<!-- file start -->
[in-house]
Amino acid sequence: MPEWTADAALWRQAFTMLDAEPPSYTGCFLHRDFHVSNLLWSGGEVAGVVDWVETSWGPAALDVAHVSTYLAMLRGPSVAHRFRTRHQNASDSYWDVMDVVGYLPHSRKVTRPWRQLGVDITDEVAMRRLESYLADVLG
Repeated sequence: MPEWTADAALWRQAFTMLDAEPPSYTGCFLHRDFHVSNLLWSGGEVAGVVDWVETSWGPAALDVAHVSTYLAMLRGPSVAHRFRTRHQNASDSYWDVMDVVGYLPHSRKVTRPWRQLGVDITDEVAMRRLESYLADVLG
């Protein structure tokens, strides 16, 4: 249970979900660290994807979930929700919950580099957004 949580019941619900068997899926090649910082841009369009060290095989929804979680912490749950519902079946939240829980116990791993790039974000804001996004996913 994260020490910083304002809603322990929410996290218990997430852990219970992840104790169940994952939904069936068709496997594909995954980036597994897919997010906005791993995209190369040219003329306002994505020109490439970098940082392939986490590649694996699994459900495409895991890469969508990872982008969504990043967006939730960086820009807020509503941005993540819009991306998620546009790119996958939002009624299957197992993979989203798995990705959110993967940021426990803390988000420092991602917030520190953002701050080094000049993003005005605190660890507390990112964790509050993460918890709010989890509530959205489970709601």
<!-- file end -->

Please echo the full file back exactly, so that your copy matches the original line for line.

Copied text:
[in-house]
Amino acid sequence: MPEWTADAALWRQAFTMLDAEPPSYTGCFLHRDFHVSNLLWSGGEVAGVVDWVETSWGPAALDVAHVSTYLAMLRGPSVAHRFRTRHQNASDSYWDVMDVVGYLPHSRKVTRPWRQLGVDITDEVAMRRLESYLADVLG
Repeated sequence: MPEWTADAALWRQAFTMLDAEPPSYTGCFLHRDFHVSNLLWSGGEVAGVVDWVETSWGPAALDVAHVSTYLAMLRGPSVAHRFRTRHQNASDSYWDVMDVVGYLPHSRKVTRPWRQLGVDITDEVAMRRLESYLADVLG
């Protein structure tokens, strides 16, 4: 249970979900660290994807979930929700919950580099957004 949580019941619900068997899926090649910082841009369009060290095989929804979680912490749950519902079946939240829980116990791993790039974000804001996004996913 994260020490910083304002809603322990929410996290218990997430852990219970992840104790169940994952939904069936068709496997594909995954980036597994897919997010906005791993995209190369040219003329306002994505020109490439970098940082392939986490590649694996699994459900495409895991890469969508990872982008969504990043967006939730960086820009807020509503941005993540819009991306998620546009790119996958939002009624299957197992993979989203798995990705959110993967940021426990803390988000420092991602917030520190953002701050080094000049993003005005605190660890507390990112964790509050993460918890709010989890509530959205489970709601």